darning needle


This pattern is worked top-down in the round using the Magic Loop method of Tunisian crochet. The foundation chain is created and stitches are picked up from both sides of this chain.

After the hat is created, it is turned inside out and the corners are basted off with scrap yarn. Finally, the eyes are embroidered, and presto!! The cutest! hat! ever! This makes a super quick gift for any rainbow kitten fanatics.


Chain 30. Working into the side of each chain stitch, pick up 30 loops. Push these loops onto the cable of your hook and then pick up 30 loops on the other side of the foundation chain. Join in the round as per the above tutorial. 60 stitches.



Working in the round, and using Tunisian simple stitch (Tss), work 24 rounds. Bind off. Weave in ends. The edge will roll. I left mine alone because I like it. If you don’t like it, then consider working a round of single crochet ribbing or shells around the bound off edge. Or not, it’s up to. I left mine as is 🙂


Turn hat inside out. Mark off the corners for ears – about 7 or 8 stitches wide gives a good size ear. Using the same yarn that you crocheted with, and a darning needle, baste (sew very loosely) some stitches through the front and back of each ear. Pull tightly to gather, tie the ends in a knot and weave in. Turn hat right side out.


Using scrap black yarn and a darning needle, embroider eyes. I just made two lines.

Angle your eyes for different expressions.

Copyright 2015 Nicole Cormier. 

You can make and sell items using my patterns but you may not sell the patterns. The patterns are free and traffic helps keep this site going, so please credit and link back to my patterns, do not post the pattern.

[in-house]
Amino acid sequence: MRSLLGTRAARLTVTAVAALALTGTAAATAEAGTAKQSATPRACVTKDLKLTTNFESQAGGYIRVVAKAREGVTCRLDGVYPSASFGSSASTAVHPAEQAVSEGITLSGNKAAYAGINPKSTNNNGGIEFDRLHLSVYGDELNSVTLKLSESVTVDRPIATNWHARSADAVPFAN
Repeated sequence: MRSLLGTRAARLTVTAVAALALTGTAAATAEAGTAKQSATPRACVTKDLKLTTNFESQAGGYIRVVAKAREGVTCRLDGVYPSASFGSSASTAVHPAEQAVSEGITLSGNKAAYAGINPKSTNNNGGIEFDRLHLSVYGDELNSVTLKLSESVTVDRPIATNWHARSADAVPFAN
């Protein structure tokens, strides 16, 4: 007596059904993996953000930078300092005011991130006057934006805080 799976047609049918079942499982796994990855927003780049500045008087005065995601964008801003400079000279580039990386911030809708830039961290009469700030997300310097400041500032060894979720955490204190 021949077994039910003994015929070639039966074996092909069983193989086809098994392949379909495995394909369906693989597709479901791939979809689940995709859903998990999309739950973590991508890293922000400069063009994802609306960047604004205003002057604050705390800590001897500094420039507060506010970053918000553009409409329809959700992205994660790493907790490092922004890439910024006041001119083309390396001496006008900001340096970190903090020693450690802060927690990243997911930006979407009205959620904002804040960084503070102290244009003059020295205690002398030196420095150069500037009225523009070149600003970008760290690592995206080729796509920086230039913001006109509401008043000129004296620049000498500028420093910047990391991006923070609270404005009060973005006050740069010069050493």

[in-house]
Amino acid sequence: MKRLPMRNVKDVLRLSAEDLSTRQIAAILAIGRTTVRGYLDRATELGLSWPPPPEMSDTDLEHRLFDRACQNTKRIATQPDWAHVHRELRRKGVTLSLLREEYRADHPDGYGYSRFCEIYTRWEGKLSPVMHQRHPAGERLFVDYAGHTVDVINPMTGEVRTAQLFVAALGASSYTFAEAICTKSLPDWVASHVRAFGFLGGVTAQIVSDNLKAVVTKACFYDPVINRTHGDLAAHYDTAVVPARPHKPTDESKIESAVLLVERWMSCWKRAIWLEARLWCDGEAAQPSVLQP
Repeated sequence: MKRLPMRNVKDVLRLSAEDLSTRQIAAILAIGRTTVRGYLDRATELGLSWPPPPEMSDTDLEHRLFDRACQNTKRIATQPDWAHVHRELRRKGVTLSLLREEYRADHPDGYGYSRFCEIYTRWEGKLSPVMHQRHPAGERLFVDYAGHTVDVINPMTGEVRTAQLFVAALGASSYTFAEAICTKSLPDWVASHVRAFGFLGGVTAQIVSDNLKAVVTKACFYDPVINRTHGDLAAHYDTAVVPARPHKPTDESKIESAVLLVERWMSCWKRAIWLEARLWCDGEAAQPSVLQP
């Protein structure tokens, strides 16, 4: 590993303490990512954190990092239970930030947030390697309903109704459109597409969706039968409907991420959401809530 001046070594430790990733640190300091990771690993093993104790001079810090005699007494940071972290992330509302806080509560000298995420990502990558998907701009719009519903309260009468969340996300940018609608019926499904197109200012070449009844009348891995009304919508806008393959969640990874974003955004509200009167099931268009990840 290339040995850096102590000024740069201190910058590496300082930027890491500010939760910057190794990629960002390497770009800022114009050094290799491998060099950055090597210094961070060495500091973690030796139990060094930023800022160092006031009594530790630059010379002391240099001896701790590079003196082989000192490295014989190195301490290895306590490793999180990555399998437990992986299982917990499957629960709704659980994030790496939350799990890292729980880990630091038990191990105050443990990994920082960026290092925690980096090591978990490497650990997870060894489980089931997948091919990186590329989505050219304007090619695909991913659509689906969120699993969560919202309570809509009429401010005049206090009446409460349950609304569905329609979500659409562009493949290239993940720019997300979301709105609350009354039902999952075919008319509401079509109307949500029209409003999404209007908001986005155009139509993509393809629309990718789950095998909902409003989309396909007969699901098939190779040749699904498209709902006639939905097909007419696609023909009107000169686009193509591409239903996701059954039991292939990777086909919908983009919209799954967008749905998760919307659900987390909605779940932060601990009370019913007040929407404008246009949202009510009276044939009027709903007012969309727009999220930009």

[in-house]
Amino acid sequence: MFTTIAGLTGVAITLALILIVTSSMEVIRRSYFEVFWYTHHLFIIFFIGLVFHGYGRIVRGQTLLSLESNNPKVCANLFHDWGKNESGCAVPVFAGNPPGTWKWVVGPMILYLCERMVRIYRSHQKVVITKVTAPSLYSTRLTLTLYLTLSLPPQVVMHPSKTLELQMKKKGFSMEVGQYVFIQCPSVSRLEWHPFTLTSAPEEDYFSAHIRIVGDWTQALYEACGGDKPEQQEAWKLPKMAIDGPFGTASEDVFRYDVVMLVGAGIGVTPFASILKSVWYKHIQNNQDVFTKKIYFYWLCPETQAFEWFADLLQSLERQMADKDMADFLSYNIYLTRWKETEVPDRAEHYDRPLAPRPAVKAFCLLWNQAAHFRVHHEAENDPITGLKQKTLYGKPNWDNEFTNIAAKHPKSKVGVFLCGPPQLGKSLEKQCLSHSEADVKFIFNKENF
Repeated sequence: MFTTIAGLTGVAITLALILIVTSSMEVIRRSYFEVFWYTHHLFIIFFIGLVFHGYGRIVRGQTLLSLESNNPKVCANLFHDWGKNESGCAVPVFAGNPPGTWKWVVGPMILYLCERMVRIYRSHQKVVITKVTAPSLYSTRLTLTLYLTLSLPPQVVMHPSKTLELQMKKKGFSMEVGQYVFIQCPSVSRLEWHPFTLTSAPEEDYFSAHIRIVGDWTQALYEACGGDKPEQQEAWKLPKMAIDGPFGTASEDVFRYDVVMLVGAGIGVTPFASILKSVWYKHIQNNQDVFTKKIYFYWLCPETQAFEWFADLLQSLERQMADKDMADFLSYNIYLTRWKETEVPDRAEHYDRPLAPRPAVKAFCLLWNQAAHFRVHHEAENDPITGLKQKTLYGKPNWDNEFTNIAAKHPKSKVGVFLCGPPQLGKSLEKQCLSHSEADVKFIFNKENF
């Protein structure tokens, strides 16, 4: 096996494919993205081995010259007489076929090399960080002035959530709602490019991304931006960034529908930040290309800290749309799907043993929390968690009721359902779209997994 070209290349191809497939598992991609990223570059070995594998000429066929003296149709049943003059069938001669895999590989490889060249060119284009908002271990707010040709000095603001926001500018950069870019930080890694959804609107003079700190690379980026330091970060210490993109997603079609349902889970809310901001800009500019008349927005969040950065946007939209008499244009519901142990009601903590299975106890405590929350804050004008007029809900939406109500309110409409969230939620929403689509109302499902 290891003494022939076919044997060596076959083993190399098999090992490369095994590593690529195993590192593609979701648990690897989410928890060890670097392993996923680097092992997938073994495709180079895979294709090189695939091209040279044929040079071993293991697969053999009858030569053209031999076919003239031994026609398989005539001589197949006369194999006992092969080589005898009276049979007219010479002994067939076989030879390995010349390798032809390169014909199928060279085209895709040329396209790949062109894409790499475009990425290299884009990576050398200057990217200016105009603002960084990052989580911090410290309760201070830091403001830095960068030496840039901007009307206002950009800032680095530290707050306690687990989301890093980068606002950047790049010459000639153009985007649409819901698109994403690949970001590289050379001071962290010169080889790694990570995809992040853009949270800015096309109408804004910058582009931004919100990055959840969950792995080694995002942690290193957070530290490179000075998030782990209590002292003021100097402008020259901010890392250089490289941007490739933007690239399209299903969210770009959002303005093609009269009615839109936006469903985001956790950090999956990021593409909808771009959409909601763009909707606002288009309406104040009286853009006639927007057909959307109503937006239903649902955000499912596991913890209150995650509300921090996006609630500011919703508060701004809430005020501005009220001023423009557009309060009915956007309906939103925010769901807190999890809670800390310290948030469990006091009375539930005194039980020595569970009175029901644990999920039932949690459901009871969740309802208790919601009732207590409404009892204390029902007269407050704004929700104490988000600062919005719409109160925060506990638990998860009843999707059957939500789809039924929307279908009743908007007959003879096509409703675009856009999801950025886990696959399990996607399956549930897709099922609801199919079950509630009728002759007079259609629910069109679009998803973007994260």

Hooded Husky Cowl

Follow me on Instagram!! @tunisiancrochetchick


1 skein James C. Brett Marble Chunky, in MC41, 200g/312m

small amount of beige, cream, or light coloured yarn. Red Heart’s Supersaver, Aran Fleck is used in this project.

9.0mm tunisian hook with a long cable

8.0mm tunisian hook (a regular hook can be substituted)

6.0mm tunisian hook (a regular hook can be substituted)

measuring tape

stitch markers

darning needle

Please note:

This project involves a tunisian crochet technique called “Magic Loop Tunisian” for working in the round. My tutorial is photographs and is left-handed. At the bottom of that tutorial I have linked to a video tutorial made available by Jennifer Hanson/Stitch Diva at YouTube, where she demonstrates her technique, right-handed. I suggest watching it first. Of course, by the time you are done the cowl portion of this pattern, you will be able to do it in your sleep.

This project assumes that you have some knowledge of Tunisian crochet. It uses entrelac base triangles to make the ears as well as the Tunisian Simple Stitch (Tss) and the Tunisian Purl Stitch (Tps). If you are unsure of what these things are, visit my Sunrise Mandala post, where I show step-by-step how to make base triangles in Tunisian entrelac.

The cowl/hood portion are worked in the Honeycomb Stitch pattern. I chose this stitch pattern because of the drape that it produces with the larger hook and chunky yarn. There is also almost zero curl. The yarn itself is very soft. The stripes are not harsh and the honeycomb patterning softens them up further so that the colour changes are more subtle than stripey.

The hood and cowl uses the 9.0mm hook throughout. The other hooks are used at the very end to make the ears and the round of single crochet trim on the hood opening.

This project will use almost ALL of the one skein of chunky yarn. I had a tiny handful left over.

Gauge: 2.75 sts/inch

Gauge is not terribly important with this project. It is supposed to be drapey and loose.


Foundation row: Using the 9.0mm hook, chain 70. Flip the chain. Working in the back bumps and starting in the second chain from the hook, draw up a loop in each chain. 70 loops on hook. Join as per magic loop instructions and work standard return pass.